Nairobi — With fewer than 45 days remaining before the March 4th elections in Kenya, concern is growing that many citizens still do not know much about candidates vying for local seats.
Nairobi residents say that while they feel well informed about the presidential candidates, they have insufficient information about candidates at the local level.
"I am confused," said Anyango Auma, 37, a street vendor in Nairobi's Donholm neighbourhood. "As we speak, I still do not know who is vying for county governor, member of the National Assembly, county women representative, member of senate or civic wards."
"All I have been hearing at the political rallies and other various forums is Raila Odinga or Uhuru Kenyatta for president," he told Sabahi.
Prime Minister Odinga is the presidential candidate for the Coalition of Reforms and Democracy, whereas Deputy Prime Minister Kenyatta is running under the Jubilee Coalition ticket. The two men are considered the main contenders for the presidency in the next election, which ushers in a devolved system of government that puts more power in the hands of local governments.
Lack of information a 'worrying trend':
Under the new re-organisation stipulated by the 2010 constitution, government systems in Kenya's eight provinces will be replaced with 47 county administrations that will act as the second tier of government after the federal authority.
In previous elections, Kenyans voted only for president, members of parliament and councillors (ward representatives). In March, Kenyans will vote for six elective posts: president, senators, county governors, members of parliament, civic wards and women county representatives.
Alex Mung'aro, an accountant in Nairobi, said he did not participate in last week's political party primaries because he had insufficient information.
"My boss gave us a day off so we could participate in the party nominations, but I did not take part because I had no idea [who the candidates were] angling for the parties' tickets," he told Sabahi.
Director of the Institute for Education in Democracy Peter Aling'o called the lack of information among voters a "worrying trend".
"It is very worrisome because an uniformed voter will always make unwise decisions, which is detrimental to democracy and good governance," he told Sabahi. "It poses a danger to the positive gains the devolved government promises to bring in Kenya."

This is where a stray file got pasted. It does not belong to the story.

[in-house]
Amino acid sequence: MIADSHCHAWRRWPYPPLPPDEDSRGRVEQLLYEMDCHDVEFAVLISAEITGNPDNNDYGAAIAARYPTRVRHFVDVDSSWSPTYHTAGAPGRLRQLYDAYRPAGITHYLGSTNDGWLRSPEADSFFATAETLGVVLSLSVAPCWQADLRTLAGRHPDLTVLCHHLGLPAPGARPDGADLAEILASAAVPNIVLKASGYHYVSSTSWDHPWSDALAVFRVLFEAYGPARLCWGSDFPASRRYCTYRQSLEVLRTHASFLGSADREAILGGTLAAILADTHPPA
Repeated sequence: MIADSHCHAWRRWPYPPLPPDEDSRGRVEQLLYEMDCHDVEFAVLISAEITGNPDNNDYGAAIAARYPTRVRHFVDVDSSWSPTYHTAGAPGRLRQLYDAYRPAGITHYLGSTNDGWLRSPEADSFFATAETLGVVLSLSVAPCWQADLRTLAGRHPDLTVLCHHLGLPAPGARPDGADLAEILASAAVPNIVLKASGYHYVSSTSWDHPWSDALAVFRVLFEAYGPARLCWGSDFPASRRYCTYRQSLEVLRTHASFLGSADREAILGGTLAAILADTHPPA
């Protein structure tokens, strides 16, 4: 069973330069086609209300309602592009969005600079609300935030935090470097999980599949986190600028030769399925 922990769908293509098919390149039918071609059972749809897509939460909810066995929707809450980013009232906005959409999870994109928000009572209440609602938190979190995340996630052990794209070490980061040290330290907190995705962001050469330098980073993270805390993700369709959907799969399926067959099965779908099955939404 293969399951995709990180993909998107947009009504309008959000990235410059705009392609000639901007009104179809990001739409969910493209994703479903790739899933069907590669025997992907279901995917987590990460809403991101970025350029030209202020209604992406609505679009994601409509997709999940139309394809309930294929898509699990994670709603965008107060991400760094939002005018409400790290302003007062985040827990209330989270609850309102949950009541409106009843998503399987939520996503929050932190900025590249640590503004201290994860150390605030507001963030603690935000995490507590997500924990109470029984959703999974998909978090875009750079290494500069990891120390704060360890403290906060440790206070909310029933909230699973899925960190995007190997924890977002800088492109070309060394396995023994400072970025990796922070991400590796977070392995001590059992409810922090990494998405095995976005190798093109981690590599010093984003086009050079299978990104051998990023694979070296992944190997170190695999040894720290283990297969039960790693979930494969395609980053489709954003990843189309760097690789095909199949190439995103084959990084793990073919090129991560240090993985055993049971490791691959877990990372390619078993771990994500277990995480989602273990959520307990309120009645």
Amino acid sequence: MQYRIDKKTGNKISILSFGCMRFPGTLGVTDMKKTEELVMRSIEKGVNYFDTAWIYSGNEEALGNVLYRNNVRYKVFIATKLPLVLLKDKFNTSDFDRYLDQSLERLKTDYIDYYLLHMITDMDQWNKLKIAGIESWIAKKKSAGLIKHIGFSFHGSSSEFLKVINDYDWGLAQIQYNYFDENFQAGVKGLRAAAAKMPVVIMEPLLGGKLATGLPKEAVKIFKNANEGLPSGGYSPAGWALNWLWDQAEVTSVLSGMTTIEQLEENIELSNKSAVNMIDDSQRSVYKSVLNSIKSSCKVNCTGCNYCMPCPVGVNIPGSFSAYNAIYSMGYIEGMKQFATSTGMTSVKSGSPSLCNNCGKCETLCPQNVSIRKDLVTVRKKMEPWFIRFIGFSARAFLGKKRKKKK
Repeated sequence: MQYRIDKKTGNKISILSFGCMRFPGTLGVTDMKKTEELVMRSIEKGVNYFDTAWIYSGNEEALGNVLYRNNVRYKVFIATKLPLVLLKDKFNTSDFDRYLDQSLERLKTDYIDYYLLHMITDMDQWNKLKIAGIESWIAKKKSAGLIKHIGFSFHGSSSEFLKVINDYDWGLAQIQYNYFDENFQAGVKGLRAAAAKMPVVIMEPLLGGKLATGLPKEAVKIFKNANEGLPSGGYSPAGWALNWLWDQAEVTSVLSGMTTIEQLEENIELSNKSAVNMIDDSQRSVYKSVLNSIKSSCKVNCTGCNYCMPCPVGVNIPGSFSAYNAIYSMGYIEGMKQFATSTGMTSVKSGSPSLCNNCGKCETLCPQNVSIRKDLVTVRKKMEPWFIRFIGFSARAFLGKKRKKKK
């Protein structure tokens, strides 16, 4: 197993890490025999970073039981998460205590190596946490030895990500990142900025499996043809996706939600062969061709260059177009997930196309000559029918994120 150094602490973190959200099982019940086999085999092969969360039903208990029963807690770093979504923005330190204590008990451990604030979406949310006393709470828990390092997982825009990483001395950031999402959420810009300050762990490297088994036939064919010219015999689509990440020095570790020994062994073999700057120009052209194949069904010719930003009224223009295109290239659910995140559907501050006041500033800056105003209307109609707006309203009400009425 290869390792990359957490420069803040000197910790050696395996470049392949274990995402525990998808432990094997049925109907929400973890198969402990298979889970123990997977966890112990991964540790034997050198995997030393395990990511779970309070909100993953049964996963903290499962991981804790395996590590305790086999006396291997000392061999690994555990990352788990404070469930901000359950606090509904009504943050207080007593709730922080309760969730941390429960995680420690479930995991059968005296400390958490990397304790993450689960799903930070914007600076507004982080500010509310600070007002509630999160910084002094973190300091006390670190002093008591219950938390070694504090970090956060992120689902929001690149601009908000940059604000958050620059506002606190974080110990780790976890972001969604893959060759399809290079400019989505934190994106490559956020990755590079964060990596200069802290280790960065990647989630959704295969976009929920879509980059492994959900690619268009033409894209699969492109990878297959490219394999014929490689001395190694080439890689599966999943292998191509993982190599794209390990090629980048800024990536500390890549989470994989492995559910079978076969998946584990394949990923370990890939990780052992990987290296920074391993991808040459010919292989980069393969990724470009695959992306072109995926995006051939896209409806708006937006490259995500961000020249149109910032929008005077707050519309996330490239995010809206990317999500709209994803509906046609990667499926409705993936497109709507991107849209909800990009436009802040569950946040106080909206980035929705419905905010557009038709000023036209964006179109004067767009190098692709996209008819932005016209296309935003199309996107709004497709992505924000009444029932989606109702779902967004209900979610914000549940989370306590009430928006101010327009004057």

Aling'o blamed the media and government institutions for failing to educate the public about the constitutionally mandated decentralisation of the government.
"The media has been awash with news centred on two presidential candidates -- Odinga and Kenyatta. They have reduced everything to two individuals, making it seem like elections are only about the presidency," he said. "On other hand, the electoral body and political parties have failed to carry out sufficient voter education to empower the citizens on their role."
Adams Oloo, a political science lecturer at the University of Nairobi, said unless Kenyans are equipped with knowledge about the candidates, election day will be "chaotic".
"This is the first time Kenyans are participating in such a complicated voting exercise, but if they are not prepared well in advance, then they might make errors," he told Sabahi. "Going to elections without knowing whom to vote for will see voters cast their ballot for people they do not know."
"But all is not lost yet," he said. "If a massive voter education [campaign] is launched countrywide during the few remaining days, I am confident Kenyans will learn how to participate."
IEBC: No reason to worry
Independent Electoral and Boundaries Commission (IEBC) chief executive officer James Oswago also said there is no reason for alarm.
He said the IEBC is carrying out voter education in stages to avoid overwhelming the public with too much information.
"There is no reason to worry," he told Sabahi. "In November last year, our voter education was focused on encouraging the public to register as voters. This week and part of next week, our messages are designed to convince them to check their registration status before we can embark on a full-swing education on the seats up for grabs and the functions of those elective posts."
He cautioned, however, that voter education is not the sole responsibility of the IEBC, but should also be carried out by political parties and civil society groups.
On March 4th, Kenyans will select candidates for 1,882 elective posts: 290 members of parliament, 47 senators, 47 county governors, 47 women county representatives, 1,450 civic wards and the presidency.